Seeing Condensation on Your Window in the Morning? Here's Why and How to Combat It

Written by Henrik Rothen

Feb.28 - 2024 4:46 PM CET

Condensation on the inside of your windows often results from a moisture issue, which can lead to mold formation. But what if the condensation is on the outside of your window? Is there cause for concern then?

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What is Condensation?

Condensation is the opposite of evaporation: it's the phase transition from vapor to liquid. The droplets on the inside of your windows were initially in the air as water vapor. The cause is a high indoor humidity level. The culprits: often poor ventilation or another moisture problem.

Where Does Condensation Occur?

Condensation forms on the coldest surfaces in your home. Since windows often are the weakest link in terms of insulation, they are the logical victim. But what if the condensation is on the outside of your glass? A phenomenon that mainly occurs in the morning, after a cold night. Well, that's a sign that your windows are well insulated!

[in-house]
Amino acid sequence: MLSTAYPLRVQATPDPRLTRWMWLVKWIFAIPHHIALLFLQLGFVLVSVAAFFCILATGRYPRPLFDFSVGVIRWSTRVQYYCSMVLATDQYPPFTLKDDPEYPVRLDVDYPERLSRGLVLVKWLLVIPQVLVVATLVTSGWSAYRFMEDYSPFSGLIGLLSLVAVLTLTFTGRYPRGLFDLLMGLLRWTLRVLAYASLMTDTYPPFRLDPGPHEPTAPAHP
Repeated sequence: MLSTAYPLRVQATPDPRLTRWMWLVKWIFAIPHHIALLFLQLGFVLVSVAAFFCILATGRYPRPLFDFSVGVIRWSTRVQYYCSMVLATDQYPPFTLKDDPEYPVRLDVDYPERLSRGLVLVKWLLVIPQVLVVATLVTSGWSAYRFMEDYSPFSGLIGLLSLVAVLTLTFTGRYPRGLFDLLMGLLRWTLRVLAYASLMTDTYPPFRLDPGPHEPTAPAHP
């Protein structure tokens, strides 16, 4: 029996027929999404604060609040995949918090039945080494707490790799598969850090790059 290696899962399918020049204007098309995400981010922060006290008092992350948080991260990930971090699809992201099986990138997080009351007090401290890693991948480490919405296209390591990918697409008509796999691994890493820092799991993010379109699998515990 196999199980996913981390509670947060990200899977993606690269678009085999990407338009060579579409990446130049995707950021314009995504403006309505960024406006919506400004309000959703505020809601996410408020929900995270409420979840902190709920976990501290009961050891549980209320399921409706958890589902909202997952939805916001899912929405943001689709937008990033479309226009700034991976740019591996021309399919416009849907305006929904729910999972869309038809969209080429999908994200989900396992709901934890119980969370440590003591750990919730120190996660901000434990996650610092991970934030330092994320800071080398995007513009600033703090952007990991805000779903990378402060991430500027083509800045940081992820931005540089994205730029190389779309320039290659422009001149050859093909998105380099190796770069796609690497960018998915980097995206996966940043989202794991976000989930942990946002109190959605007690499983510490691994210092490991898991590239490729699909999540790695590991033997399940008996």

Good News

The lower the U-value (the amount of heat lost per m² per degree of temperature difference), the greater the chance of condensation forming. The logic behind this? Double and triple glazing have a pane on the inside and on the outside. The one on the inside is in contact with your indoor climate; the one on the outside with the outdoor temperatures.

During a chilly night, your glass on the outside cools down significantly. And what happens when it warms up outside in the morning combined with high humidity? That moisture condenses on the glazing... and forms condensation. Which often also disappears quickly.

Our Conclusion?

Condensation on the outside of insulating glazing is normal. There's nothing wrong with your windows, and it's not a construction error. Building with an architect? Then discuss with them how to minimize the risk of external condensation formation. Working without an architect? Bring this up with your window supplier.

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